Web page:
The death toll has risen to 65 after a ferry accident in central Bangladesh.
The overcrowded boat sank within minutes of colliding with a cargo vessel.
A salvage vessel fitted with a crane raised the sunken ferry from the water, allowing the divers from the navy and fire department to search inside the small two-deck boat.
Rescue workers recovered 24 more bodies a day after the collision on the Padma river, which is one of the largest in the delta nation.
The toll will rise further as the rescue workers could only search one part of the MV Mostofa boat.
The sinking is the second deadly boat accident in a fortnight in the country, which has a history of ferry tragedies.
The government ordered a probe into the accident but the shipping minister said the collision occurred as the boat was "in a race" with other vessels.
Officials said they did not know the exact number of people missing, but passengers said between 70 to 150 people had been on board.
A local police chief said 50 of those swam ashore or were rescued by other vessels.
Survivors said the MV Mostofa was overcrowded with passengers crammed into the upper and lower decks, leaving them scrambling to find their loved ones when the crash happened.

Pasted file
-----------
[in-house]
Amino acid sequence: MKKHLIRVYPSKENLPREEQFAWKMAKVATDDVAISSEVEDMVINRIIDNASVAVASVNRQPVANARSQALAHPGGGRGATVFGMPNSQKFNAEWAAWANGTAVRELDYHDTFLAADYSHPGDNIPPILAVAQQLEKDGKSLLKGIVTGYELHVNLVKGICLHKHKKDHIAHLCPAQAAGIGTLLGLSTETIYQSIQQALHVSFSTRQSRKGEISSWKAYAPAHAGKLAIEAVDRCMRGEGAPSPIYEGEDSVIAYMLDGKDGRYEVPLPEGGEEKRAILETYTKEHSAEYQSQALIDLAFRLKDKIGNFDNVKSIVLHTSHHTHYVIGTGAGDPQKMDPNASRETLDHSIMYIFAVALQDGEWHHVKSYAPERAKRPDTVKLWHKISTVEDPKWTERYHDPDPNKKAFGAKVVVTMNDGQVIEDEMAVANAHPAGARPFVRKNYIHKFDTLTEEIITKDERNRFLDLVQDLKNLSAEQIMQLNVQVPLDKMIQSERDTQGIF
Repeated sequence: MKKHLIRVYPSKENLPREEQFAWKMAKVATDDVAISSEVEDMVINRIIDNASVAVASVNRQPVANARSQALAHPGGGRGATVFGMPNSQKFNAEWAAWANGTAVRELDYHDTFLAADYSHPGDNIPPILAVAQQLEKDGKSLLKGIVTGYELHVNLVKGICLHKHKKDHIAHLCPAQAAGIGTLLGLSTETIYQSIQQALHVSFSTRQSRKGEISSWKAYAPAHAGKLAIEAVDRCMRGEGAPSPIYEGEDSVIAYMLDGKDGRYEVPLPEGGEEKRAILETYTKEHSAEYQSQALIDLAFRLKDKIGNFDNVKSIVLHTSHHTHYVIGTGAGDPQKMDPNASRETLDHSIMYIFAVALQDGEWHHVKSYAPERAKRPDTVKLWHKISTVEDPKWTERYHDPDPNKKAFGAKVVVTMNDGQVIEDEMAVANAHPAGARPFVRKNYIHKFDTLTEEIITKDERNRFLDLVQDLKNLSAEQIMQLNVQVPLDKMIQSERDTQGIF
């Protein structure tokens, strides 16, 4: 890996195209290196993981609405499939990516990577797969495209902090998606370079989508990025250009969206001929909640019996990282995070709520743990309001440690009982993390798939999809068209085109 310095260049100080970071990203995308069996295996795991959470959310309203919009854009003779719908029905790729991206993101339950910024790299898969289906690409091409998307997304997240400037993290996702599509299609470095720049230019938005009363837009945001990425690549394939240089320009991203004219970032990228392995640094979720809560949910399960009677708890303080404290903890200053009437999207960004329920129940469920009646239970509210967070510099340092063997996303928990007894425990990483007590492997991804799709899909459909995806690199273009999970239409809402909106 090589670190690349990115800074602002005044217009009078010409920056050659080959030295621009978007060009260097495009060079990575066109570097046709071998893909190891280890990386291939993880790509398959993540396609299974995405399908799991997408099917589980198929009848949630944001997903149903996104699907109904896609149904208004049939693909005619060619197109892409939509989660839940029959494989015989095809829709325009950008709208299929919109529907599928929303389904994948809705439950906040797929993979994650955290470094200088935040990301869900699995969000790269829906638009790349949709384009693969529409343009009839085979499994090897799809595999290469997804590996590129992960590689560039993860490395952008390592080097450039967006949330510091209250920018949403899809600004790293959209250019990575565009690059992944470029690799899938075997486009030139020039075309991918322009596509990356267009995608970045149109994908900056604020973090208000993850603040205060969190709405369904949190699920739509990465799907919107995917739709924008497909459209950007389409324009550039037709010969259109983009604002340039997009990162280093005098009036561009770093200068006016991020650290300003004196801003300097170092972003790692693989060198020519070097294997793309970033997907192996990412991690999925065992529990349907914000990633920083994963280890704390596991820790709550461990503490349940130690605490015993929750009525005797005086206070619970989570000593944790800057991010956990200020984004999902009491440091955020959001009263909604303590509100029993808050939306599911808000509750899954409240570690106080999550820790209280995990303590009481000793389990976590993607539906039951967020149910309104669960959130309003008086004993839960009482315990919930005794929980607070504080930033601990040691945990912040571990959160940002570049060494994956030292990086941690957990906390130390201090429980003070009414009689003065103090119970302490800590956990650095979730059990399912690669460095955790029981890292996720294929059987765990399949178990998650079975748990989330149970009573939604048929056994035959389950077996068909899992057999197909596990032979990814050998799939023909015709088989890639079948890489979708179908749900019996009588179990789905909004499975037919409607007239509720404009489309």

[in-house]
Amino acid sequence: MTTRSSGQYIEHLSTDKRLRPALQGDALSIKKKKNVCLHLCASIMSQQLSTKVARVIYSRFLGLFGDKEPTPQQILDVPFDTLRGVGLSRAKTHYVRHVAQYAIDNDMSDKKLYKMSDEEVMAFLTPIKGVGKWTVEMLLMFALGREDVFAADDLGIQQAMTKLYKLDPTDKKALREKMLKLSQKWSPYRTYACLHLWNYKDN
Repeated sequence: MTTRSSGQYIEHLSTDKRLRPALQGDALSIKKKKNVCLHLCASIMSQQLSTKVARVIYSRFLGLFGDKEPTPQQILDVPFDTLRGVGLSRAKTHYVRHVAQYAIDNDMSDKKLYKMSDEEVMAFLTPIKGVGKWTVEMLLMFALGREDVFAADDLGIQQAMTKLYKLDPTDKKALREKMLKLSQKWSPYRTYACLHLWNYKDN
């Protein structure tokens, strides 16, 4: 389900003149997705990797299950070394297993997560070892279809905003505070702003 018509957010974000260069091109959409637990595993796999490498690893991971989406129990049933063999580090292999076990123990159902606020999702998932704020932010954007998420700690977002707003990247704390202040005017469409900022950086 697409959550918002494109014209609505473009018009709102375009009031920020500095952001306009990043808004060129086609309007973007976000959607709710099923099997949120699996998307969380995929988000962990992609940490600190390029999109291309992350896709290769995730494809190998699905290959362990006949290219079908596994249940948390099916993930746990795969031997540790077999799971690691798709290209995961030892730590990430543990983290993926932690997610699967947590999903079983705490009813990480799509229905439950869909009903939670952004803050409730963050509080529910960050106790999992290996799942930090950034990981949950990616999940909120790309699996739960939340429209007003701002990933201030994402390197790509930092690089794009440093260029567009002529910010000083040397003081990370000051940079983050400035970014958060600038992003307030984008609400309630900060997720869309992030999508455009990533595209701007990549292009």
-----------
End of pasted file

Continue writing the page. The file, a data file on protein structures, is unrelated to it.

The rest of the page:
"I was holding my mother's hand when the cargo boat hit our ferry from behind," one survivor said.
"Within two minutes the ferry was sunk. Before I realised I was washed away to the middle of the river.
"I swam and a ferry rescued me. But I don't know what happened to my mum."
Boat accidents are common in Bangladesh, one of Asia's poorest nations, which is criss-crossed by more than 230 rivers.
Boats are the main form of travel in remote rural areas, especially in the south and northeast.
Experts blame poorly maintained vessels, flaws in design and overcrowding for most of the tragedies.
Ferries do not normally keep passenger lists, making it difficult to establish how many are missing after an accident.